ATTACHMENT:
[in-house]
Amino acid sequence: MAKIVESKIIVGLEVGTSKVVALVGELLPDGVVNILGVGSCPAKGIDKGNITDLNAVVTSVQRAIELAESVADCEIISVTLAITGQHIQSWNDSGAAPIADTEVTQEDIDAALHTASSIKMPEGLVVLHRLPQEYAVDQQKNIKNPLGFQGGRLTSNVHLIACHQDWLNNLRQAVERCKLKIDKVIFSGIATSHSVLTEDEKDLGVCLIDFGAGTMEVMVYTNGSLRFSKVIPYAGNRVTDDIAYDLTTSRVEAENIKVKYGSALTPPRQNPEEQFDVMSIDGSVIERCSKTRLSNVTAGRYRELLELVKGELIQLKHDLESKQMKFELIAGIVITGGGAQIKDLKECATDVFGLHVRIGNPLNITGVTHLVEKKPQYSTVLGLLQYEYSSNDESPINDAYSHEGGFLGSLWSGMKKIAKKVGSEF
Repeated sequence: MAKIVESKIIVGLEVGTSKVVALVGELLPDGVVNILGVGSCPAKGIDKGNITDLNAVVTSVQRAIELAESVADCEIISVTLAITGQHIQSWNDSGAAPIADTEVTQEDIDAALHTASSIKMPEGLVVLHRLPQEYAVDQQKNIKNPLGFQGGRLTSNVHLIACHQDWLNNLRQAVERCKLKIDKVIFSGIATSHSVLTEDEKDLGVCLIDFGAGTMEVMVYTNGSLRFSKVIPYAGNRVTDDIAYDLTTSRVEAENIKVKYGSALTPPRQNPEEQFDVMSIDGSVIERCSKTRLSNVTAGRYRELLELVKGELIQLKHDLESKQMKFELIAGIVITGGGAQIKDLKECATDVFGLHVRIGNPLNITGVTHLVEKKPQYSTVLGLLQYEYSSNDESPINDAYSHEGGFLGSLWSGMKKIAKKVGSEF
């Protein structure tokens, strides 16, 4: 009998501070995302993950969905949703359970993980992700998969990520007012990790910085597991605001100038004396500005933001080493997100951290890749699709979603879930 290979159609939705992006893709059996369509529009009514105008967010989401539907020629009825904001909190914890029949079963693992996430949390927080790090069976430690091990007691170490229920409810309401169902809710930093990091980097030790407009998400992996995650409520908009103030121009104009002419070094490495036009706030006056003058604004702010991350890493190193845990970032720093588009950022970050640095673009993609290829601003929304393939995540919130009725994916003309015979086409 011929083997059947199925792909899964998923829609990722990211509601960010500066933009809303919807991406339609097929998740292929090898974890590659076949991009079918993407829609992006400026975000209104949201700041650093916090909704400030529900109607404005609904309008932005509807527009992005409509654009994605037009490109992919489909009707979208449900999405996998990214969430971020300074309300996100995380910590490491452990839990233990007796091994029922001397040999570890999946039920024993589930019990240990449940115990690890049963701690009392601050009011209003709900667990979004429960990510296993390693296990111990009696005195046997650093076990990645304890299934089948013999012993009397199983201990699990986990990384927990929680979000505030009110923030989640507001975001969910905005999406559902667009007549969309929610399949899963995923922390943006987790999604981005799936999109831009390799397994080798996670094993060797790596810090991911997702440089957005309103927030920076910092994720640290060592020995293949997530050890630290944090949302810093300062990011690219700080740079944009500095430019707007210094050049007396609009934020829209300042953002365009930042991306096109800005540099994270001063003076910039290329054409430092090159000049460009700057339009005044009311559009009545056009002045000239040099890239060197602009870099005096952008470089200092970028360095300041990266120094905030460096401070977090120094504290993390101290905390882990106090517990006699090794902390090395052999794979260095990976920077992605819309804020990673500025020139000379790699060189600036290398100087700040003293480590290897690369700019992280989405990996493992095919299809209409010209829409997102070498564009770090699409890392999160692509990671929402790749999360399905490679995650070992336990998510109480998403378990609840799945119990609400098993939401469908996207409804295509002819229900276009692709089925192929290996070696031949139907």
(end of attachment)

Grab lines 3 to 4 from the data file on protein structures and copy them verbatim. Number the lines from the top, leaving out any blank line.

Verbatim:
Repeated sequence: MAKIVESKIIVGLEVGTSKVVALVGELLPDGVVNILGVGSCPAKGIDKGNITDLNAVVTSVQRAIELAESVADCEIISVTLAITGQHIQSWNDSGAAPIADTEVTQEDIDAALHTASSIKMPEGLVVLHRLPQEYAVDQQKNIKNPLGFQGGRLTSNVHLIACHQDWLNNLRQAVERCKLKIDKVIFSGIATSHSVLTEDEKDLGVCLIDFGAGTMEVMVYTNGSLRFSKVIPYAGNRVTDDIAYDLTTSRVEAENIKVKYGSALTPPRQNPEEQFDVMSIDGSVIERCSKTRLSNVTAGRYRELLELVKGELIQLKHDLESKQMKFELIAGIVITGGGAQIKDLKECATDVFGLHVRIGNPLNITGVTHLVEKKPQYSTVLGLLQYEYSSNDESPINDAYSHEGGFLGSLWSGMKKIAKKVGSEF
């Protein structure tokens, strides 16, 4: 009998501070995302993950969905949703359970993980992700998969990520007012990790910085597991605001100038004396500005933001080493997100951290890749699709979603879930 290979159609939705992006893709059996369509529009009514105008967010989401539907020629009825904001909190914890029949079963693992996430949390927080790090069976430690091990007691170490229920409810309401169902809710930093990091980097030790407009998400992996995650409520908009103030121009104009002419070094490495036009706030006056003058604004702010991350890493190193845990970032720093588009950022970050640095673009993609290829601003929304393939995540919130009725994916003309015979086409 011929083997059947199925792909899964998923829609990722990211509601960010500066933009809303919807991406339609097929998740292929090898974890590659076949991009079918993407829609992006400026975000209104949201700041650093916090909704400030529900109607404005609904309008932005509807527009992005409509654009994605037009490109992919489909009707979208449900999405996998990214969430971020300074309300996100995380910590490491452990839990233990007796091994029922001397040999570890999946039920024993589930019990240990449940115990690890049963701690009392601050009011209003709900667990979004429960990510296993390693296990111990009696005195046997650093076990990645304890299934089948013999012993009397199983201990699990986990990384927990929680979000505030009110923030989640507001975001969910905005999406559902667009007549969309929610399949899963995923922390943006987790999604981005799936999109831009390799397994080798996670094993060797790596810090991911997702440089957005309103927030920076910092994720640290060592020995293949997530050890630290944090949302810093300062990011690219700080740079944009500095430019707007210094050049007396609009934020829209300042953002365009930042991306096109800005540099994270001063003076910039290329054409430092090159000049460009700057339009005044009311559009009545056009002045000239040099890239060197602009870099005096952008470089200092970028360095300041990266120094905030460096401070977090120094504290993390101290905390882990106090517990006699090794902390090395052999794979260095990976920077992605819309804020990673500025020139000379790699060189600036290398100087700040003293480590290897690369700019992280989405990996493992095919299809209409010209829409997102070498564009770090699409890392999160692509990671929402790749999360399905490679995650070992336990998510109480998403378990609840799945119990609400098993939401469908996207409804295509002819229900276009692709089925192929290996070696031949139907």